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In The Letter, players take on the role of Michael Kennedy as he investigates the mysterious disappearance of his father. Through a series of hidden letters left by his dad – these are actually labelled “Hidden Letter” despite their pronounced placements in the landscape – Michael receives clues which he follows in his determination to find the truth. What comes next is advertised as being a mix of adventure and horror, but we think that description is deceiving. For one, calling it an adventure suggests that you’re embarking on some sort of remarkable or daring escapade that builds up to something. Even though it may sound like The Letter fits the bill, in actuality, it doesn't. And with a complete lack of suspense, no ominous imagery and literally zero scares, there’s even less of a reason for the word "horror" to be uttered. So what kind of game is The Letter? Quite frankly, it's an awful one.

Right from the start it's abundantly clear how rough The Letter is going to be. The title screen – with its generic text, lack of a menu and a blurry image of an envelope – isn't concerned with first impressions, and that’s never a good sign. Instead of a tutorial or proper introduction to the controls, button mapping details are presented on the GamePad and this is the only point they can be viewed. Calling the presentation and interface minimalistic would be an understatement, especially when you consider that the game can't even be paused. There’s no HUD or on-screen text to assist you, and outside the occasional button-prompt alert when loading, the GamePad isn’t used in any meaningful way. To start, you’re plopped into a room with your flashlight focused on a message on a wall that simply says, "Find the Letter."

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The gameplay is as primitive and bland as can be; you move around, pick up objects of interest, jump, and toggle the flashlight on and off. Essentially, using the joysticks for movement and pressing the A-button to interact is the extent of what will need to be managed. There isn't any platforming or puzzle solving, and the environments exist only to provide a space for the player to walk and scavenge through. Considering the Y-axis is inverted, and there are no options or menus of any kind, movement itself can be a chore. If a majority of players don’t prefer inverted controls in their first-person games — which seems to be the norm — then The Letter has already alienated most of its potential audience by not presenting a choice; since walking aimlessly is pretty much the best way to sum up the gameplay as a whole, this glaring blunder is even more perplexing.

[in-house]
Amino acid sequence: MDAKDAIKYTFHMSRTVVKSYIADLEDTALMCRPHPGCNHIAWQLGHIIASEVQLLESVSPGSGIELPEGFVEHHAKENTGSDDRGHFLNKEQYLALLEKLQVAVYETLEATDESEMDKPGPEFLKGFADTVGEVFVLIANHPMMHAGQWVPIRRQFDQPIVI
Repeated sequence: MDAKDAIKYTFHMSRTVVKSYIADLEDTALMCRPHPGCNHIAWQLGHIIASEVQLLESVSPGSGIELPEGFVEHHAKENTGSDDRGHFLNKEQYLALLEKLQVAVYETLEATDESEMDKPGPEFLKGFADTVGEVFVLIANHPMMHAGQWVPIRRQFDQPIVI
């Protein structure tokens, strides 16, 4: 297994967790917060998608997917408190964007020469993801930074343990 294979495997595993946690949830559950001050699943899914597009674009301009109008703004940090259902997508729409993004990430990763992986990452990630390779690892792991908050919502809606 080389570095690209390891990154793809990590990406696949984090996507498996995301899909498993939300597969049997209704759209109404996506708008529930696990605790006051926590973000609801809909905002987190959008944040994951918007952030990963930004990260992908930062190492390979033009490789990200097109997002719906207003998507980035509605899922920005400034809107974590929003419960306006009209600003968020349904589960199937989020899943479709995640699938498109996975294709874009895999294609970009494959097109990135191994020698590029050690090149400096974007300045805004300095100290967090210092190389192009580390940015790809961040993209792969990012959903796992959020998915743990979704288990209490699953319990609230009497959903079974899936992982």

In each area you’re left to explore without a clear understanding of what it is you’re supposed to be doing. There might be a message written on a wall or sign that tells you to find something – a letter, a key, a clue — but there aren't any tutorials or guides to establish the rules of this process. Is there a sequence of interactions that will cause a cabinet to open, or are there any weird tricks with the flashlight that will uncover hidden messages? Turns out, it’s nothing like that. All that’s required is that you wander through the environment until coming across something that you can pick up, and then you pick it up – that’s it. Since there are no indicators or button prompts to alert you that you've stumbled upon an item of interest, be prepared to hit the action button when approaching anything that’s small and not a patch of grass. Once you've collected all objects or unlocked a door, it’s onto the next area.

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There are five areas in total, three of which are extremely small, and none of them carry any sense of purpose outside of putting distance between the player and their objective. It’s a bunch of generic stuff scattered throughout bland spaces, and nothing serves to provide context to the circumstances, nor is it pleasant on the eyes in any way. Fuzzy low-res textures, a stuttering frame rate and little detail of any kind make it feel like you’re venturing through an amateur project for a game design course. As a whole, it’s so unattractive that we never had even the faintest compulsion to explore; we just wanted to find what was necessary and move on. There are no enemies, no ways to take damage or get killed, and absolutely zero signs of life; The Letter is remarkable in that it is potentially the only horror game with a complete absence of looming danger.

The Letter attempts to lure you through the non-existent gameplay and carelessly-constructed environments by introducing the notion of a murder mystery, but it won't take long to realise that the plot is also entirely devoid of substance. Those that brave the monotony with the hope that the climax will provide meaning to their invested time will be completely let down with how it all comes together, or doesn't, as is actually the case. Not only does the story close with a cheap twist that’s taught to be avoided in Creative Writing 101, it literally proves that everything leading up to that moment meant nothing. Our first playthrough was completed in about a half hour and, once you know where the items are located, a replay can be wrapped in less than five minutes. At least The Letter has the good manners to keep things short.


The Letter isn’t just paper thin, it’s a half-formed thought scribbled almost illegibly across a post-it note. With a plot that never goes anywhere, gameplay that’s practically non-existent and cringe-worthy production values, we can’t help but wonder how this even made it onto the Wii U eShop. It functions, but it’s so disjointed, underdeveloped and brief that there’s no reason to give it your attention. Warn your friends, write it off, and then move on.